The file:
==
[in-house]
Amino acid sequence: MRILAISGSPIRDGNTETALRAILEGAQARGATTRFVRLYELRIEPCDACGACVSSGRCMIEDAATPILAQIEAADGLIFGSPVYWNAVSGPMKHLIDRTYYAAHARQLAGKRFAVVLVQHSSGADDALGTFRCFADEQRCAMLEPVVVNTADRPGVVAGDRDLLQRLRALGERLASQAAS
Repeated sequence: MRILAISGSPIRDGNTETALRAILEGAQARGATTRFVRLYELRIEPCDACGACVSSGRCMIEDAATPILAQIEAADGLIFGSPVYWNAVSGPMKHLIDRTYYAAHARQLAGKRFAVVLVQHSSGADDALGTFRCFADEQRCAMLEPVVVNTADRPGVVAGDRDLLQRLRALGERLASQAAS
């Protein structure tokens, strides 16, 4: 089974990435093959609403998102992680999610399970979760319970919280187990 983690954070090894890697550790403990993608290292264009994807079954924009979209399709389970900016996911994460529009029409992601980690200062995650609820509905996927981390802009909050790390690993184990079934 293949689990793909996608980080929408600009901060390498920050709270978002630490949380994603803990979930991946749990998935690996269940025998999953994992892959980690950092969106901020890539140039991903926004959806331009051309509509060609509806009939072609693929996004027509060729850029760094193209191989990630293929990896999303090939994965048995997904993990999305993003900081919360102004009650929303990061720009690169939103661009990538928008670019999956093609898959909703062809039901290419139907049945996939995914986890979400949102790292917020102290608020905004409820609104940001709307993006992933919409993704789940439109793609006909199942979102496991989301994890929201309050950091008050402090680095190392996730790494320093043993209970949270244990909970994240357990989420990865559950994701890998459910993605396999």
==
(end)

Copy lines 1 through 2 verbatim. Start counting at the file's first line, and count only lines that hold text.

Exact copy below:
[in-house]
Amino acid sequence: MRILAISGSPIRDGNTETALRAILEGAQARGATTRFVRLYELRIEPCDACGACVSSGRCMIEDAATPILAQIEAADGLIFGSPVYWNAVSGPMKHLIDRTYYAAHARQLAGKRFAVVLVQHSSGADDALGTFRCFADEQRCAMLEPVVVNTADRPGVVAGDRDLLQRLRALGERLASQAAS